This book was written by: Mary J. Getten, who interviewed a number of whales with the help of her friend, Raphaela. Raphaela and Ms. Getten communicate with the whales telepathically, which is not unusual because "all humans are born with this ability, but in the 'civilized' world we have lost these skills through socialization"(p.35). Statements made by the whales are in italics, and Getten notes that "everything in this book is true," even though "I have taken some liberties with the order of these conversations, and who said what to whom, but the words remain intact"(p.ix). It's just like the time I told a police officer that he was under arrest for disorderly conduct, and he called me a stinking fascist and screamed at me to waddle my filthy pig ass back to the donut shop.

What is in this book: Whale penis. Actually, "in the business [...] a whale's penis is known as a sea snake"(p.79). A whale wang sea snake is "prominent and easily seen, [but] it can be floppy when distended."(p.83). "A sea snake is about six feet long and six inches across, if you can imagine"(p.79), and most visible when "males roll at the surface with their penises extended"(p.90). However, it's difficult to tell when whales are mating. "If you're lucky you glimpse an erect penis flailing above the water, but that's about it"(p.81)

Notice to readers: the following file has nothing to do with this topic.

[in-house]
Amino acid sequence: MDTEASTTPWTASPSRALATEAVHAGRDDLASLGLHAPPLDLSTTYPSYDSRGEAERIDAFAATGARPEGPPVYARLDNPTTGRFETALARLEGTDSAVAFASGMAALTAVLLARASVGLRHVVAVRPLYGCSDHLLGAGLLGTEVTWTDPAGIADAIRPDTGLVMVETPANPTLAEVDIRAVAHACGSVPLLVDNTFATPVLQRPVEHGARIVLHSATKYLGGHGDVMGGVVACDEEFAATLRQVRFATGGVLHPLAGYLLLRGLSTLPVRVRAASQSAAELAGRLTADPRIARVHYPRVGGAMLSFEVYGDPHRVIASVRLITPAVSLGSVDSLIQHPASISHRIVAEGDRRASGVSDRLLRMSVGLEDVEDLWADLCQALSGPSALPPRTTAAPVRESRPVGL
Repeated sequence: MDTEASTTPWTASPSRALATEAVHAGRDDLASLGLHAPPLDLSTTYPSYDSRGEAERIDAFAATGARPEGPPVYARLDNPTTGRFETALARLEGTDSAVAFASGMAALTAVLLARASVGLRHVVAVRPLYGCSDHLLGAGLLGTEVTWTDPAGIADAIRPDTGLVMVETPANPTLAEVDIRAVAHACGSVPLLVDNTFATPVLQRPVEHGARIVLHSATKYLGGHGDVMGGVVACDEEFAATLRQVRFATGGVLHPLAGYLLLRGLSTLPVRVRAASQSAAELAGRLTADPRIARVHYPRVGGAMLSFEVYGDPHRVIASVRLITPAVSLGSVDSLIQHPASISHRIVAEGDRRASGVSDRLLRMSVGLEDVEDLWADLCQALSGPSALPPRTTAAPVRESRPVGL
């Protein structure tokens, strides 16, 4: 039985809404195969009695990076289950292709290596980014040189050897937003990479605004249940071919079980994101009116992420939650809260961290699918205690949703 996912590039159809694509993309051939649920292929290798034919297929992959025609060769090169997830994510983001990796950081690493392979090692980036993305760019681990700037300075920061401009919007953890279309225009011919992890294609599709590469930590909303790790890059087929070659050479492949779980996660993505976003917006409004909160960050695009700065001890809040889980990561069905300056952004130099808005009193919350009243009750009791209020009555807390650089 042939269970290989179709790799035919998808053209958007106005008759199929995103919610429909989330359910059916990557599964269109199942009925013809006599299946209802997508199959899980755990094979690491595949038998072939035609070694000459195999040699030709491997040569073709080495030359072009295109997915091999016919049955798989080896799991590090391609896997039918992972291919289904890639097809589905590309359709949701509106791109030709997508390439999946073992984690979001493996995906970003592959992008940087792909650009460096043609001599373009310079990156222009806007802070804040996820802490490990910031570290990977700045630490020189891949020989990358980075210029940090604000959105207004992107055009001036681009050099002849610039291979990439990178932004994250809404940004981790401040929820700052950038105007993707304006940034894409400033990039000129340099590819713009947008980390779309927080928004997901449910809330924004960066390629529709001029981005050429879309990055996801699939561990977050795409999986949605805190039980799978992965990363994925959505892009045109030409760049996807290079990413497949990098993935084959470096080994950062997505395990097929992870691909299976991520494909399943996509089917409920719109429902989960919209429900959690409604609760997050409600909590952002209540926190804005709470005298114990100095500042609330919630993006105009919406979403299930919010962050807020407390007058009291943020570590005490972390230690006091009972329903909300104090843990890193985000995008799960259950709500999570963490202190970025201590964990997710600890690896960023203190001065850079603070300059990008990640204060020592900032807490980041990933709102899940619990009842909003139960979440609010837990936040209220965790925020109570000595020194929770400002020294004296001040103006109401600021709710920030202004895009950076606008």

Ms. Getten is an avid student of marine biology, noting that a sea snake is "an absolutely awesome sight!"(p.79) Unfortunately, not all of her whale-(penis-)watching trips yield results, and at one point she complains that "it's not fair, Granny. I went out on over a hundred trips this year and never saw any action"(p.82), lamenting the fact that "I didn't see any [sea snakes] this summer, that's why I'm complaining"(p.79). Ms. Getten also relates an anecdote where a passenger on her whale watching boat said she saw a set of snakes "flopping around so much I was afraid I was going to get hit by one," and Ms. Getten earnestly states "I would have given anything to be hit by one"(p.90).